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Fifties Style Dress - Red Linen Fabric

Updated: Nov 2, 2021




The following blog post is about a fifties style dress I created in linen fabric, inspired by a photo from Threads Magazine.



Finished dress paired with boots and a cardigan, worn to the park

How a Trip to the Store Resulted in a Sewing Project


Last year, while running an errand, I wandered to the magazine rack to check out the latest issue of Threads magazine. The red fifties dress on the cover fascinated me, and flipping through the magazine, I discovered it was designed by James Galanos, who had designed dresses for first lady Nancy Reagan. The image of that stunning dress stayed imprinted on my mind as a sewing project for the future. I loved it because it combined the classic fifties silhouette with a touch of an 18th century look, both of which I love.





What I Learned in Toronto


On a trip to downtown Toronto a few months later, I stopped in the fashion district. I was hoping to find a red linen or silk fabric for sewing my version of the fifties dress. I found both: linen and silk in bright colours, at reasonable prices. The silk fabric was stunning, but it was double the price and would have been more suitable for a special occasion dress. I wanted a fifties dress for casual wear. The style alone is on the fancy end, and silk would have make it “too much” for day-to-day wear.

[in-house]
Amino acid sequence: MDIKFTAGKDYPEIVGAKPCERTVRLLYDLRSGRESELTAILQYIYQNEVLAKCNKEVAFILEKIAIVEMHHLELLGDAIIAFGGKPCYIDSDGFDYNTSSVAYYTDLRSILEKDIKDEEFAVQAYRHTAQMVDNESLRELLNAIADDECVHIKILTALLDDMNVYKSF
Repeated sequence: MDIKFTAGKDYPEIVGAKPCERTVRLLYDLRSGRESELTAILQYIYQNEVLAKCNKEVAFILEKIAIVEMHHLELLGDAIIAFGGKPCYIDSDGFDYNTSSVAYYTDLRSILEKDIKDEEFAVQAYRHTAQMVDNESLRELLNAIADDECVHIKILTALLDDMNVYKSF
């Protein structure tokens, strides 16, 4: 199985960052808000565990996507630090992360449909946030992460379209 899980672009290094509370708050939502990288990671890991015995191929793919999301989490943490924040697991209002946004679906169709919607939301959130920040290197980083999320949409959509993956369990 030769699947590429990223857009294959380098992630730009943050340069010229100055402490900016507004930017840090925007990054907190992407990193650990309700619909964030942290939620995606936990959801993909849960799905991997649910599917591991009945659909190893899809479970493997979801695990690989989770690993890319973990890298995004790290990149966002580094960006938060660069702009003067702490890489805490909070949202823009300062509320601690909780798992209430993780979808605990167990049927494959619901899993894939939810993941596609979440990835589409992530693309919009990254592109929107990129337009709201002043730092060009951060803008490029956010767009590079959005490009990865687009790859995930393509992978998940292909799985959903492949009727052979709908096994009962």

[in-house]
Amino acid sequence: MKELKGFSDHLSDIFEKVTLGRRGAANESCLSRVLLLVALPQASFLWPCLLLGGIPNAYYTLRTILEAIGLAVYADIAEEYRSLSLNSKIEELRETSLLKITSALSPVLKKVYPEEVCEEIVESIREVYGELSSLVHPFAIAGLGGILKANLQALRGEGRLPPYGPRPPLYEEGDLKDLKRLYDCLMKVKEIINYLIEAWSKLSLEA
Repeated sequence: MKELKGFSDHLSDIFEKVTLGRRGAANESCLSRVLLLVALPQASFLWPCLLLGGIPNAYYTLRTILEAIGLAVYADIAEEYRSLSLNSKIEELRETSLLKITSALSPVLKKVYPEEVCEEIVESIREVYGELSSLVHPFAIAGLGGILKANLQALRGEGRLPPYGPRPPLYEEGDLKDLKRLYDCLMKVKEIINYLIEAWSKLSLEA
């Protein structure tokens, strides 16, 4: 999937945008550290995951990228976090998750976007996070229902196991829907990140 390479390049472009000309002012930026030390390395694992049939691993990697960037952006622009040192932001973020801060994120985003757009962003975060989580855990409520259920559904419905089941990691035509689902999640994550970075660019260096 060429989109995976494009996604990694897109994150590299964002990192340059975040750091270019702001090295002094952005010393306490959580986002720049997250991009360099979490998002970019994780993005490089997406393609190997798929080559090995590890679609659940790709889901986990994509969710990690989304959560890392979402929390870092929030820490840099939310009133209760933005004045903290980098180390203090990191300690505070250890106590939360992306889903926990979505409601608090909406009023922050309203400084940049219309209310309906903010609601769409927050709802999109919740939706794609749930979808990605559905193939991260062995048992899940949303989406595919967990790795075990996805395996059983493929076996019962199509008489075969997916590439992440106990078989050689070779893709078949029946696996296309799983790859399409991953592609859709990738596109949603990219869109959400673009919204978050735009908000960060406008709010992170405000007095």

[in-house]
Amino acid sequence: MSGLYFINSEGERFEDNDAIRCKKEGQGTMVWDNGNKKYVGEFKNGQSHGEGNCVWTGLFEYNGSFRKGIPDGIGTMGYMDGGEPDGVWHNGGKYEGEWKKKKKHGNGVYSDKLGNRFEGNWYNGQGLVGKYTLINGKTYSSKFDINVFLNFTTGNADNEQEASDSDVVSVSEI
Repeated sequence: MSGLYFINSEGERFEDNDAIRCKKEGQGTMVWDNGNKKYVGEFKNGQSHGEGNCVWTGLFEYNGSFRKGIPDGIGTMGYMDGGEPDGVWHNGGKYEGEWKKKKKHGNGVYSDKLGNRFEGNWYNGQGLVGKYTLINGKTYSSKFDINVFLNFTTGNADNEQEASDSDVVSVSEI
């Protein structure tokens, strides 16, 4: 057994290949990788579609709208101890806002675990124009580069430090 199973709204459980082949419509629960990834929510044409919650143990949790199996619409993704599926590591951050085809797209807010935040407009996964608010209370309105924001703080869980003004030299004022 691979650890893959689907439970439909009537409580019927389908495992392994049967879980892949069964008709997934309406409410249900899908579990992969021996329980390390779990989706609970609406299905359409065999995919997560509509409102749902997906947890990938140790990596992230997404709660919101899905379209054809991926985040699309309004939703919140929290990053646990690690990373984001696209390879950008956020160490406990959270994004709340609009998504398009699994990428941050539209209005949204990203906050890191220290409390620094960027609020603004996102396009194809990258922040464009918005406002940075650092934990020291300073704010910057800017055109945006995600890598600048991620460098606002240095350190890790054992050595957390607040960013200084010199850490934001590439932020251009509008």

Finished dress worn on an apple picking trip with the family

Designing a Dress I Couldn’t See


Needless to say, I had no dress pattern for what I wanted to create. I had a photo of the front of the dress, and that was all. What I could see from the photo was a full, pleated skirt, a fitted bodice with no darts, sleeves cut in one with the bodice and a U-shaped neckline piece. I would have to design the back of the dress without seeing it.

I took down my custom made dress blocks from their hanging hook next to my worktable, and traced them off on to pattern paper.

Right away I could see that the dart control would need to be transferred into the seam between the bodice and the U-shaped neckline panel. For the back, I mirrored the style of the front with a simple U-shaped neckline piece and waist darts. I had considered princess seams in the back, but upon making some test sketches decided it would create disunity in the dress to have two different sides like that.